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Retailers, rock stars rip Rolling Stone's Boston bomber cover

Rolling Stone may want to think twice before it attempts to generate sales by giving alleged terrorists the Jim Morrison treatment. 

The music magazine unveiled the cover of its August issue featuring Boston bombing suspect Dzhokhar Tsarnaev, and while it has generated plenty of controversy, the PR may not exactly be the best thing for the magazine – which has endured sales declines in recent years – as many retailers vow not to sell the Tsarnaev-starring issue, which hits stands Friday.

CVS was the first to announce it would not be selling the controversial August issue, followed by New England-based grocery store chain Tedeschi Foods, Walgreens, Rite-Aid, and Kmart. 7-11 also said its company-owned stores will not carry the magazine.

A slew of famous faces were also very vocal about their distaste for its cover selection.

“You always think as an artist ‘If I ever get on the Rolling Stone I'll know I've made it!’ That was until they started promoting terrorists,” tweeted country star John Rich. Jack Osbourne called the decision “disgusting” adding, “this is exactly why these f**k heads commit terrorism so they can get the recognition they so desire” and urging for a boycott of the mag. His sister Kelly slammed Rolling Stone for “glorifying a monster.” Motley Crue drummer Tommy Lee gave it a simple “WTF?”, country crooner Brad Paisley called it “poor taste,” and "Karate Kid" star Ralph Macchio retweeted: “Making a great album isn't enough to get you on the cover of rolling stone anymore. Blowing up kids is.”

“This magazine has done some outlandish things over the years but this one is way over the top and could cost them readership and subscribers,” Hollywood publicist Roger Neal told FOX411’s Pop Tarts column. “I don’t think they expected this huge outcry. Somebody screwed up here plain and simple.”

Some experts are anticipating that the negative fallout will actually continue come Friday when the issue is released, with advertisers displeased their brands have not been connected to the suggested glorification of a terrorist.

“Advertisers should be concerned, this is about as un-American as you can get,” Neal said, while crisis communications guru Glenn Selig noted the publication is playing with people’s emotions on a subject that is deadly serious, for the sole purpose of selling a magazine.

"As we saw with Paula Deen, advertisers tend to run at the first sign of trouble which may prove to be problematic for Rolling Stone and perhaps did not play heavy enough in their initial calculus," Selig said. "Advertisers trust that a magazine like Rolling Stone won’t put them in such an awful position. Some advertisers will likely feel let down having got sucked into this ugly and uncomfortable situation.”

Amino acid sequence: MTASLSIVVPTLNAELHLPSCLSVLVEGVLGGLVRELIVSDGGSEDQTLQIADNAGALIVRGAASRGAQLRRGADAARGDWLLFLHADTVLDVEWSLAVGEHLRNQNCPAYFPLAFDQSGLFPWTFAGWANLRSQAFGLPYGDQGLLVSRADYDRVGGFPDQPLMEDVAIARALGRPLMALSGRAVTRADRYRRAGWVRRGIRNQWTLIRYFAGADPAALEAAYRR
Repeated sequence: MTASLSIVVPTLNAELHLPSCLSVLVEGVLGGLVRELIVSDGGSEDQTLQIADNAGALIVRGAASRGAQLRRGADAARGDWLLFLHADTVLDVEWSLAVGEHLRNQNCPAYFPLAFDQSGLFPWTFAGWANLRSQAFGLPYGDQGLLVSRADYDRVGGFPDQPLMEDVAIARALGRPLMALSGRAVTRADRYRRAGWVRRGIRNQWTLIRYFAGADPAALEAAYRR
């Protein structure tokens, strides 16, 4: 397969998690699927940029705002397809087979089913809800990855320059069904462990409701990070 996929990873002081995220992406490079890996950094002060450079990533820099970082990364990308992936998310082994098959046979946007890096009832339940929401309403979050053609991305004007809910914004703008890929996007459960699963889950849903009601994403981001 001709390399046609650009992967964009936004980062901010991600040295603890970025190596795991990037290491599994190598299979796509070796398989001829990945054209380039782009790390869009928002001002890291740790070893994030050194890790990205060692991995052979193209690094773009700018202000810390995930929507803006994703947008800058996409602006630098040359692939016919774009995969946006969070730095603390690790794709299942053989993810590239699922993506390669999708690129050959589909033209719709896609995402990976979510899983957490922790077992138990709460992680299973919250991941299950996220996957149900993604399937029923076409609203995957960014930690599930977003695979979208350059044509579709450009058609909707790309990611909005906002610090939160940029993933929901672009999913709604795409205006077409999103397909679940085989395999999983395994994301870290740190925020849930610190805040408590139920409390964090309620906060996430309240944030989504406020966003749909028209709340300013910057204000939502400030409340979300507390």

Editors at the magazine have defended their decision.

“I guess we should have drawn a d**k on Dzhokhar's face or something?” tweeted senior editor Christian Hoard on Wednesday, before abruptly deleting it.

Rolling Stone’s managing editor Will Dana addressed the issue with NPR host Melissa Block.

“I am completely comfortable about the decision that we made,” he said.

Rolling Stone also released an official statement, claiming that their hearts go out to the victims of the Boston Marathon bombing, and that their thoughts are with them and their families.

“The cover story we are publishing this week falls within the traditions of journalism and Rolling Stone’s long-standing commitment to serious and thoughtful coverage of the most important political and cultural issues of our day,” continued the statement. “The fact that Tsarnaev is young, and in the same age group as many of our readers, makes it all the more important for us to examine the complexities of this issue.” 

Some also argue that Rolling Stone backlash likely won’t be hurt it in the long term.

“It won’t have a long-term reputational effect because they will have a new cover with someone people love next month and the public that actually buys the magazine will not remember,” said Ronn Torossian CEO of 5WPR. “They may take a beating for a few weeks, but no one chooses a cover like this and doesn’t expect backlash. They took a gamble on a marketing concept. As much as it is a detestable ode to an alleged killer, it will not seriously damage them in the long run.”

And according to image consultant Tamara Jacobs, it could even attract (or re-attract) new eyeballs.

“Folks like me, who haven’t looked at Rolling Stone in a long time, are reading the issue and once re-acquainted, will probably buy the next one,” she added.

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